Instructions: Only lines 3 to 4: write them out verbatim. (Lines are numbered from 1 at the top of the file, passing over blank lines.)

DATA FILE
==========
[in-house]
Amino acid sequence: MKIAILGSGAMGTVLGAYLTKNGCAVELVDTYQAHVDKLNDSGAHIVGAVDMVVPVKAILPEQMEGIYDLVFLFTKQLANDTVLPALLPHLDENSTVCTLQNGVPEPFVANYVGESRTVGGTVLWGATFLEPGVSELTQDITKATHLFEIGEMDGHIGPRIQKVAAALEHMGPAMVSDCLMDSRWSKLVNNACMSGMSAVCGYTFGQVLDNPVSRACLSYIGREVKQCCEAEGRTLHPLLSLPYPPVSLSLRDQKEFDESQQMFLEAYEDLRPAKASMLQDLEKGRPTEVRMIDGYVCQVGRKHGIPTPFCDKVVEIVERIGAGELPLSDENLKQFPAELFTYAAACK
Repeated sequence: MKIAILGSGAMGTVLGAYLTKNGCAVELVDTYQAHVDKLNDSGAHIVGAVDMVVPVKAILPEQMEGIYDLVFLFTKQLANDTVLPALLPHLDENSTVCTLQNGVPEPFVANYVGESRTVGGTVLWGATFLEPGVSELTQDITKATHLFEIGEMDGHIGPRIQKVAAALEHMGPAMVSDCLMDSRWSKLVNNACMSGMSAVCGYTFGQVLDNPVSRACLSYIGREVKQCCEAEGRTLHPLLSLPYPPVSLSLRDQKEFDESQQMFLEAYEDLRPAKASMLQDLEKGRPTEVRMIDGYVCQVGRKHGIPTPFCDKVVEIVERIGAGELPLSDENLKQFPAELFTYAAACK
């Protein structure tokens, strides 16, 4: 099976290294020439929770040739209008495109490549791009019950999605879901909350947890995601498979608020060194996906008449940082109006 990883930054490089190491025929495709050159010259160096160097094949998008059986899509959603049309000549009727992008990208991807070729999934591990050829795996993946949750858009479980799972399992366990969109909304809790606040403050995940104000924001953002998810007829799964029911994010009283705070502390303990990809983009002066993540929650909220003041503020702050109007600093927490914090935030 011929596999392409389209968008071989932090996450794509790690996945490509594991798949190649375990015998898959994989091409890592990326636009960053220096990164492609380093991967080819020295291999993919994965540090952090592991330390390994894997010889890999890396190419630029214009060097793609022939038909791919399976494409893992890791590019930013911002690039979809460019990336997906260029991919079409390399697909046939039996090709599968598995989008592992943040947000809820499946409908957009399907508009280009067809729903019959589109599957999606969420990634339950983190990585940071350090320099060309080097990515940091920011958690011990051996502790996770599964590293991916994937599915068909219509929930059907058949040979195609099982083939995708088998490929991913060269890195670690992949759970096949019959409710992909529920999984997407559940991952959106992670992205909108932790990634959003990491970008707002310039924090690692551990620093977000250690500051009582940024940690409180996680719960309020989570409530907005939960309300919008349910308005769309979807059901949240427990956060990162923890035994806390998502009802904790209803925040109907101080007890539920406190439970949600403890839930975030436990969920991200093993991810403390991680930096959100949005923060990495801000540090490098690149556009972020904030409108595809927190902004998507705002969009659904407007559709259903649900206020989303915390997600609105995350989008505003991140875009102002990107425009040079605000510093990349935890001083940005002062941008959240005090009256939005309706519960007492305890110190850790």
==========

Repeated sequence: MKIAILGSGAMGTVLGAYLTKNGCAVELVDTYQAHVDKLNDSGAHIVGAVDMVVPVKAILPEQMEGIYDLVFLFTKQLANDTVLPALLPHLDENSTVCTLQNGVPEPFVANYVGESRTVGGTVLWGATFLEPGVSELTQDITKATHLFEIGEMDGHIGPRIQKVAAALEHMGPAMVSDCLMDSRWSKLVNNACMSGMSAVCGYTFGQVLDNPVSRACLSYIGREVKQCCEAEGRTLHPLLSLPYPPVSLSLRDQKEFDESQQMFLEAYEDLRPAKASMLQDLEKGRPTEVRMIDGYVCQVGRKHGIPTPFCDKVVEIVERIGAGELPLSDENLKQFPAELFTYAAACK
């Protein structure tokens, strides 16, 4: 099976290294020439929770040739209008495109490549791009019950999605879901909350947890995601498979608020060194996906008449940082109006 990883930054490089190491025929495709050159010259160096160097094949998008059986899509959603049309000549009727992008990208991807070729999934591990050829795996993946949750858009479980799972399992366990969109909304809790606040403050995940104000924001953002998810007829799964029911994010009283705070502390303990990809983009002066993540929650909220003041503020702050109007600093927490914090935030 011929596999392409389209968008071989932090996450794509790690996945490509594991798949190649375990015998898959994989091409890592990326636009960053220096990164492609380093991967080819020295291999993919994965540090952090592991330390390994894997010889890999890396190419630029214009060097793609022939038909791919399976494409893992890791590019930013911002690039979809460019990336997906260029991919079409390399697909046939039996090709599968598995989008592992943040947000809820499946409908957009399907508009280009067809729903019959589109599957999606969420990634339950983190990585940071350090320099060309080097990515940091920011958690011990051996502790996770599964590293991916994937599915068909219509929930059907058949040979195609099982083939995708088998490929991913060269890195670690992949759970096949019959409710992909529920999984997407559940991952959106992670992205909108932790990634959003990491970008707002310039924090690692551990620093977000250690500051009582940024940690409180996680719960309020989570409530907005939960309300919008349910308005769309979807059901949240427990956060990162923890035994806390998502009802904790209803925040109907101080007890539920406190439970949600403890839930975030436990969920991200093993991810403390991680930096959100949005923060990495801000540090490098690149556009972020904030409108595809927190902004998507705002969009659904407007559709259903649900206020989303915390997600609105995350989008505003991140875009102002990107425009040079605000510093990349935890001083940005002062941008959240005090009256939005309706519960007492305890110190850790």